Valentine’s day can be that much dreaded day of the year for some people, on both sides of the spectrum – in a relationship or not. And that’s because often, partners fret over the much dreaded impending day because after all, what is a suitable present to buy on a day that the card factories dreamed up? Whilst gaggles of single friends gather to hit a night on the town and “drown their sorrows” in tequila, celebrating yet another year alone, thanks for reminding me, they sigh, but at least I have my friends. After all, as Carrie said in the holy-mother of Scriptures, Sex and the City, (expect a lot of Carrie around Valentine’s day), “Maybe our girlfriend’s are our soul mates and guys are just people to have fun with.”
It’s the same cliche year after year after year, and since the age of sixteen I stopped ‘celebrating’ the ridiculous day altogether, even when I had boyfriends. So no, this isn’t a bitter bashing and envious regurgitation of spite to scoff at my loved up friends or exes. I don’t need flowers, a pandora necklace, or a poem in a card a thousand other #luckygirls are going to get today, because I don’t need material proof of validation that my boyfriend loves me. I don’t need to be taken out to a fancy restaurant, and the truth be told we eat out a lot anyway, (specifically TGI Friday’s just for the Times Square Big Share sharing appetiser…) And I’m sure most other couples do coupley things too all year round, so what’s the point of this day?
I often think of Valentine’s day as a sort of competition. Look at my boyfriend and what he bought me.. Look where we’re going.. Aren’t I a lucky girl.. Which is very well. Good, good for you. But I’ve often heard of many disappointments on the “special” day where women whine at not getting their specifically suggested present and the men moan about being out of pocket. Some couples even argue over things so trivial, which is completely besides the whole damn point.
Valentine’s day doesn’t mean anything except the emphasis we as human beings place on it. Having never celebrated it, I don’t ‘mourn’ in sadness on the times I’ve been single on this day. It’s just a day. And I think the people who press and go to town on it, are those who need reassurance from their partner. They are “owed” this day from past mistakes, a whole day, filled with their special someone is a special day. To me, it’s not a special day because I see my boyfriend a lot and we usually do things ‘special’ anyway. Even if we did celebrate Valentine’s day, it’d just be a normal day and night for us. So why put the pressure on? Your boyfriend, girlfriend, wife or husband should be special to you every time you see them – not on a day that card factories wish to rake in the profit at your expense. It’s commercialised bullshit, do not fall for it.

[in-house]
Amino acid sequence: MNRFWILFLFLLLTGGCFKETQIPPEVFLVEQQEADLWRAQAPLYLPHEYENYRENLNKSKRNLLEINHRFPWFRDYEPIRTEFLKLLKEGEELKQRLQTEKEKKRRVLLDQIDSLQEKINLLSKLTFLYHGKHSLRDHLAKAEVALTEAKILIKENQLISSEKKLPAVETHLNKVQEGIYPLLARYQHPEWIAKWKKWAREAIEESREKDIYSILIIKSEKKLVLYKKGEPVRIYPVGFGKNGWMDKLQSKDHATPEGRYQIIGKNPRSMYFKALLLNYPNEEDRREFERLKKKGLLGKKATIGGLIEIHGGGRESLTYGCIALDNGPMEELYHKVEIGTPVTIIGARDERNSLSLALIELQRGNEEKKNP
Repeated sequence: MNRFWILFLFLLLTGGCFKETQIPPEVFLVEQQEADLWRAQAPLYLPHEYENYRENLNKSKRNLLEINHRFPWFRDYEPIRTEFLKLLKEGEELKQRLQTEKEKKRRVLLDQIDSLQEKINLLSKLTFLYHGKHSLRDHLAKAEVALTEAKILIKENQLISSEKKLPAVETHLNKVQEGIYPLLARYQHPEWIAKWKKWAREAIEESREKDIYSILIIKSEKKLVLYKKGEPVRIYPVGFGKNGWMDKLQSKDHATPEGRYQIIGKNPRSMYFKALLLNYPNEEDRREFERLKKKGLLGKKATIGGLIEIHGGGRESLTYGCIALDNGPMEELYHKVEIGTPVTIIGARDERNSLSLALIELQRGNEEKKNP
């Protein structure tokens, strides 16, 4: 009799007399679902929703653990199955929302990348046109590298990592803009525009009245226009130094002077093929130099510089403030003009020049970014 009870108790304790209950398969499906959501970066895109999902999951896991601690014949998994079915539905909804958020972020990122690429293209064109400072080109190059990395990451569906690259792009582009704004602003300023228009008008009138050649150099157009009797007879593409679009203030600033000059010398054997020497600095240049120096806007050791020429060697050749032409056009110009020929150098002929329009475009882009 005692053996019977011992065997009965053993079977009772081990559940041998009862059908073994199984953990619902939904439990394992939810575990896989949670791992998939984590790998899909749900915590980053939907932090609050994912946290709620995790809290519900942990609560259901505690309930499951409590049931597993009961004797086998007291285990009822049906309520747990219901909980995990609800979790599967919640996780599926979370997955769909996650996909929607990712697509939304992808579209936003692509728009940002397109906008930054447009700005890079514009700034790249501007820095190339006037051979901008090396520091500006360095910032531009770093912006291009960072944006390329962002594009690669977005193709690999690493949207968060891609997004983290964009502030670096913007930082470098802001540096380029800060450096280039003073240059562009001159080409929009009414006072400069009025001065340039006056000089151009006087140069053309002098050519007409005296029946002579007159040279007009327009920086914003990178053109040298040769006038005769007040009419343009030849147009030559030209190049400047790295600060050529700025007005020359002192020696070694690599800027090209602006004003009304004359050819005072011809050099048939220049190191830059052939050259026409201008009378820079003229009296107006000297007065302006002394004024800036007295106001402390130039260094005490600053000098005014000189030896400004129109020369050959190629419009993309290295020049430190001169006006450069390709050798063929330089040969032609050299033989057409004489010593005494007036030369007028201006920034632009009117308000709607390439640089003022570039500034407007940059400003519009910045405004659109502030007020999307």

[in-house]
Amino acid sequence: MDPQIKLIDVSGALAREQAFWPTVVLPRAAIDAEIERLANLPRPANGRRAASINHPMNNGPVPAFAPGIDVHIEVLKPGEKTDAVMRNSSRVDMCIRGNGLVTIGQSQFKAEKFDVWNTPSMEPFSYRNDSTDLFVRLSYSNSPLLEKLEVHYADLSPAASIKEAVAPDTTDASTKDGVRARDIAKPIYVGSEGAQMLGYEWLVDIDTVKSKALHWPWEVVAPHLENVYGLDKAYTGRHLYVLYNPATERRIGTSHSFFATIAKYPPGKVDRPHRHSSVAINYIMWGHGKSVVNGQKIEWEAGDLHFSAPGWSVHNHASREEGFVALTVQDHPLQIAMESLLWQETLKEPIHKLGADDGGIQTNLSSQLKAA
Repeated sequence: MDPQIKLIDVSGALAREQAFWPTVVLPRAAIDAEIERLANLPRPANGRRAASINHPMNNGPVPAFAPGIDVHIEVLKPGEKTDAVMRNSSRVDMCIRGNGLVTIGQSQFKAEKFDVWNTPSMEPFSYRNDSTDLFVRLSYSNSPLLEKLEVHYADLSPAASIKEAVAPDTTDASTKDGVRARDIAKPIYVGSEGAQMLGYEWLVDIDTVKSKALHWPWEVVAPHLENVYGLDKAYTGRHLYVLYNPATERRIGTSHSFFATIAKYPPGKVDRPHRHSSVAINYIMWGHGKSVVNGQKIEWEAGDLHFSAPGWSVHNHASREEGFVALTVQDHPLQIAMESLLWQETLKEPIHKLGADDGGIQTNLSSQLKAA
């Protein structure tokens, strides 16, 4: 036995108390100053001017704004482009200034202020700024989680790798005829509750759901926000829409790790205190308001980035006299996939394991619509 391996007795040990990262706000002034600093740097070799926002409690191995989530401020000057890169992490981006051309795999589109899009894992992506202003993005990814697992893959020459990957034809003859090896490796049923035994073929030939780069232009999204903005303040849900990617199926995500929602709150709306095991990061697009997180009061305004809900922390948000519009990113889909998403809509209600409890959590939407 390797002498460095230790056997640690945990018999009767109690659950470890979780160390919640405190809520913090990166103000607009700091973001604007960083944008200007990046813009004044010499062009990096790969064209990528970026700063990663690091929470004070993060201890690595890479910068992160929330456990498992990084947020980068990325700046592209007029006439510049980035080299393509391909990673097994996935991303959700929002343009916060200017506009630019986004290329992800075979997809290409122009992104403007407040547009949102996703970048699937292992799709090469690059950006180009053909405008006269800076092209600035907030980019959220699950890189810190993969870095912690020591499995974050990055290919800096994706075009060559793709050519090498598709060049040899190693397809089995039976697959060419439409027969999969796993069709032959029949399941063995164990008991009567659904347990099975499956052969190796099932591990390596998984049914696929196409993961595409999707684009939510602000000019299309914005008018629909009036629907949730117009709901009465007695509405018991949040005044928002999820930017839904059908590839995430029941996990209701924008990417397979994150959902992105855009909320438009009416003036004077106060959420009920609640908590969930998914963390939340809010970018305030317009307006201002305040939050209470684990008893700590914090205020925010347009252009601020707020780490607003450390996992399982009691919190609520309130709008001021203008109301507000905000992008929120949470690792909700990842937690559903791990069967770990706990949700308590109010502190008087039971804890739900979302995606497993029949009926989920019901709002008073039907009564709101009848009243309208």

I think I would like Valentine’s day if it was still about love. If it wasn’t about gift exchanging and forcing yourselves to make a “day of it” when you’d probably both rather sit at home and play video games – but about love.
If only we were in the romantic period where the likes of Wordsworth and Coleridge would put us to shame. They’d rustle about the bushes and lie in pensive shade, their brooding demeanour and melancholy sway about the breeze directs their gaze to a lilac tulip, my favourite shade and, ah! Smell its sweet and honey-suckle glade, and drunk on the haze come flouncing, floating above my door, and in merry spritely dance, whirl me about the manor halls and vast elegant gardens that backed onto summer meadows way into the night…
Now that would be a pretty nice day. But Valentine’s day now isn’t about love anymore. We don’t belong in that distant far away time where you can’t talk nor see one another regularly. Where surprises had to be arranged and marriage pre-determined on your future with a man you hardly know, yet you fell in love at first sight. Where men wrote you poems and women gave you their hands.
We live in a time of disposable dates and one night stands and hedonism that would make Rochester blush. It’s incredible we even find any romance left at all.
Yet some of us do, and every day is filled with “I love you’s” and little surprises. Surely the gesture is more romantic and sentimental when flowers are presented on a random day, “because I thought you’d like them”, (or a standing painted elephant candle holder) or a simple note rather than a panic buy £5 rip off at the local supermarket that’s bought on the journey to my house?
I have a cardboard box in my house filled with sentimental things – not just romantic things, but things from family and friends, too. And not one thing in that box contains anything to do with Valentine’s day, so leave the flowers to grow please and let’s have an ordinary day that’s just as filled with love as any other.